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Monday, April 7, 2008

Has What?

Last week I talked about food recalls and promised I'd explain some of the things food manufacturers do to protect the food supply. One of those things is call HACCP (pronounced hās•sip). HACCP is an acronym for Hazard Analysis and Critical Control Points and it is a food safety management system used by almost every part of the food industry.

HACCP was developed in the 1960s by the Pillsbury Company while they were working with NASA to make sure the food for space flights would be safe. It was later adopted in 1973 by the USDA for low-acid canned foods and the FDA jumped on the bandwagon in 1995 for seafood products. Over the years mandatory compliance of HACCP has spread to meat and poultry products, eggs, and juices. Although not mandatory for the rest of the industry (yet), most food companies voluntarily comply and have instituted HACCP programs for their businesses.

How does HACCP make food safer? Well, it is a preventative food safety system which companies use to identify where problems are most likely to occur and use that information to control and monitor those places to prevent issues. It is not a zero-risk system but it does try to reduce the possibility of a problem occurring. The process for creating a HACCP plan is time consuming and complicated, so I'll just give you an overview.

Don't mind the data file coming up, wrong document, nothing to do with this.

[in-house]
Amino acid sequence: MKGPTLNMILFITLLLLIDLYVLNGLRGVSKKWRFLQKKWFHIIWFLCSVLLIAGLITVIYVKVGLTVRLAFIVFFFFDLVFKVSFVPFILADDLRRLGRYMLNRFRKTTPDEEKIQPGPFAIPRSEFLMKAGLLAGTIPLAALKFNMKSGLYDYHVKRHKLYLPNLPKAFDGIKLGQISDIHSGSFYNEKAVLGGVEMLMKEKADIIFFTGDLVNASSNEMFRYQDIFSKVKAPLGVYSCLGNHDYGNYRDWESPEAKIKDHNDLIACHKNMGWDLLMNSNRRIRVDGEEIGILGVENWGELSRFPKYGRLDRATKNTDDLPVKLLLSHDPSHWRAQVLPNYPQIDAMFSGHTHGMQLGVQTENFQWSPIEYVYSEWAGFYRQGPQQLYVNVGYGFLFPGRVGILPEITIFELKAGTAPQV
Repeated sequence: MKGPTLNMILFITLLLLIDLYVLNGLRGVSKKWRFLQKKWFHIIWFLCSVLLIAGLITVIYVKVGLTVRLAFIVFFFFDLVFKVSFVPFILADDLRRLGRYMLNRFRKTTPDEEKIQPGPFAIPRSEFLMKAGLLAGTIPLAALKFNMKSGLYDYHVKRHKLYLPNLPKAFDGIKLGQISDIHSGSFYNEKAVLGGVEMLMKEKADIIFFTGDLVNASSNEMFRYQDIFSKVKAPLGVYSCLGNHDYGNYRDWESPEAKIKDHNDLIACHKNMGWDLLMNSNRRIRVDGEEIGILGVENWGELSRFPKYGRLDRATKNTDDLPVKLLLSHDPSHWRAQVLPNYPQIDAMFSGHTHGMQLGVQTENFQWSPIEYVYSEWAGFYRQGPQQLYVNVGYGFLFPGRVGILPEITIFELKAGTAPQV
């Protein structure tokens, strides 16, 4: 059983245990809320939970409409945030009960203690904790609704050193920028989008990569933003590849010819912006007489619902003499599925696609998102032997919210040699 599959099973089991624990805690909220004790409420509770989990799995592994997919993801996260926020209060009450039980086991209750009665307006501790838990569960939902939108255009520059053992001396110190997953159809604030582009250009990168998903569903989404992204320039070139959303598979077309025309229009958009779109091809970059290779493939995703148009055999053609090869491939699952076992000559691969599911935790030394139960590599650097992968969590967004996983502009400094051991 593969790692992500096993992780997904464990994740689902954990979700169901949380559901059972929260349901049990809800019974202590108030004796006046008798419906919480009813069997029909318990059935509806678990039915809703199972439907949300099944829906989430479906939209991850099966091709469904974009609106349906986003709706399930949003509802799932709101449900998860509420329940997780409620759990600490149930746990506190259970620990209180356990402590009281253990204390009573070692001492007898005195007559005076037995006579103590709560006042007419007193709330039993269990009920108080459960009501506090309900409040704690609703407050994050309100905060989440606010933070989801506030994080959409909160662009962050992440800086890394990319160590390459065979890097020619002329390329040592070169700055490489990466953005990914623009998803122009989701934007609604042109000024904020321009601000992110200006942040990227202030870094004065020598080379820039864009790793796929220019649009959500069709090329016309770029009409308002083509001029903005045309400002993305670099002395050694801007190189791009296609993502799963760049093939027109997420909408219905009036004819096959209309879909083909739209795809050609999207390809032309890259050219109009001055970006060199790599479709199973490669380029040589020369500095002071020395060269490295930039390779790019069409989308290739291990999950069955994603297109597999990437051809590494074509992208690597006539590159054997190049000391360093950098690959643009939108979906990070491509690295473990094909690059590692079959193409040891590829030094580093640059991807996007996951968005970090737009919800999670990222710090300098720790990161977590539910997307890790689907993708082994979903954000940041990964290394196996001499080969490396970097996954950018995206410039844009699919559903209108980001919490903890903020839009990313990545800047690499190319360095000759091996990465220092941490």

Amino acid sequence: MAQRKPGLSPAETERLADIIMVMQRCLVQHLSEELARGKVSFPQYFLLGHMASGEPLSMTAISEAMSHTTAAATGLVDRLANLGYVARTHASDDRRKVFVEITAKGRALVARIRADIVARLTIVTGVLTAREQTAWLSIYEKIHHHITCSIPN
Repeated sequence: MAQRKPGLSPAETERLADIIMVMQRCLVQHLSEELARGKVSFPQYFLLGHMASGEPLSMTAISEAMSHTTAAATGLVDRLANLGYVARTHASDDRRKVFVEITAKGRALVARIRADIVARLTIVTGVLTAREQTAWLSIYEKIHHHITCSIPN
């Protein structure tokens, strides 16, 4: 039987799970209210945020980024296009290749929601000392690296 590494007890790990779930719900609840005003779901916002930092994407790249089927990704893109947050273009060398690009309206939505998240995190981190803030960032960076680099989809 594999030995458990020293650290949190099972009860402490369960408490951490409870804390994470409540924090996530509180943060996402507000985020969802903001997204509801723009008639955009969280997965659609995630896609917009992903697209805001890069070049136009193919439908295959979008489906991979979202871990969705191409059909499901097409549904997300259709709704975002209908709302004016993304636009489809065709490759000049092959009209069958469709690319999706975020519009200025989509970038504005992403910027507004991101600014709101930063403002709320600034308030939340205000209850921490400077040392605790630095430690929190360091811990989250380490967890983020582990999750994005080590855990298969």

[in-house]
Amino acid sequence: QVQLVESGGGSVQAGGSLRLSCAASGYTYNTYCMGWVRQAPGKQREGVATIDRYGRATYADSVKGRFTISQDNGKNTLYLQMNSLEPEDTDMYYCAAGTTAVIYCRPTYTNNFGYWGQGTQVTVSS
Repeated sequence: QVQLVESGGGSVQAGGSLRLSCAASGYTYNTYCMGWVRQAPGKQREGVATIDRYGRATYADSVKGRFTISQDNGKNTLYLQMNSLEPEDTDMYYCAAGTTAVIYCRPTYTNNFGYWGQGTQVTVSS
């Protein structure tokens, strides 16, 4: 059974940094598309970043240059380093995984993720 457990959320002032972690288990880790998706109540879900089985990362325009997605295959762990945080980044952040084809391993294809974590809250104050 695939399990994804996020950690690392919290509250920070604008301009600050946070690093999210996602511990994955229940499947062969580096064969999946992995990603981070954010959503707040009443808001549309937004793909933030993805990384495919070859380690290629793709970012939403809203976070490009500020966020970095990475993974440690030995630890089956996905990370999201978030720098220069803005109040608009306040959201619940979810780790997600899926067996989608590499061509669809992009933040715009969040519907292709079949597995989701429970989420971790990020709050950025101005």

A manufacturer reviews their processes from receipt of the raw materials all the way to shipping the finished products. By going through a series of decision trees, process control points (PCPs), quality control points (QCPs) and critical control points (CCPs) are identified. The CCPs are clearly the most important of the three and are analyzed (hence the name) to determine how to control them, monitor them & verify that the process is working. How is control defined? Regulations state control means that companies "take all necessary actions to ensure and maintain compliance with the criteria established in the HACCP plan." Which essentially means that you test, evaluate, modify (if necessary) and validate your plan in a continuous process. If something fails, a corrective action plan is in place and gets implemented so that the issue does not re-occur.

What hazards are we trying to control? Those that cause foodbourne illness, disease or injury which are separated into 3 categories: biological, chemical and physical hazards. Biological hazards are those like bacteria, viruses, pathogens & their toxins, chemical hazards include pesticides, antibiotics, fertilizers, aflotoxins, or cleaning chemicals and physical hazards are those like glass, wood, metal, bone, or pits. Considering there are only three categories of hazards, they are pretty all-inclusive.

This isn't the most glamorous of topics I realize, but the safety of our food supply is important and I feel it is important that the consumers of those products have some awareness of what the industry does to protect them. For those who want to know more about the details of HACCP, follow this link. There are other aspects of food safety that are done concurrent with HACCP plans and I'll be talking about those next week.

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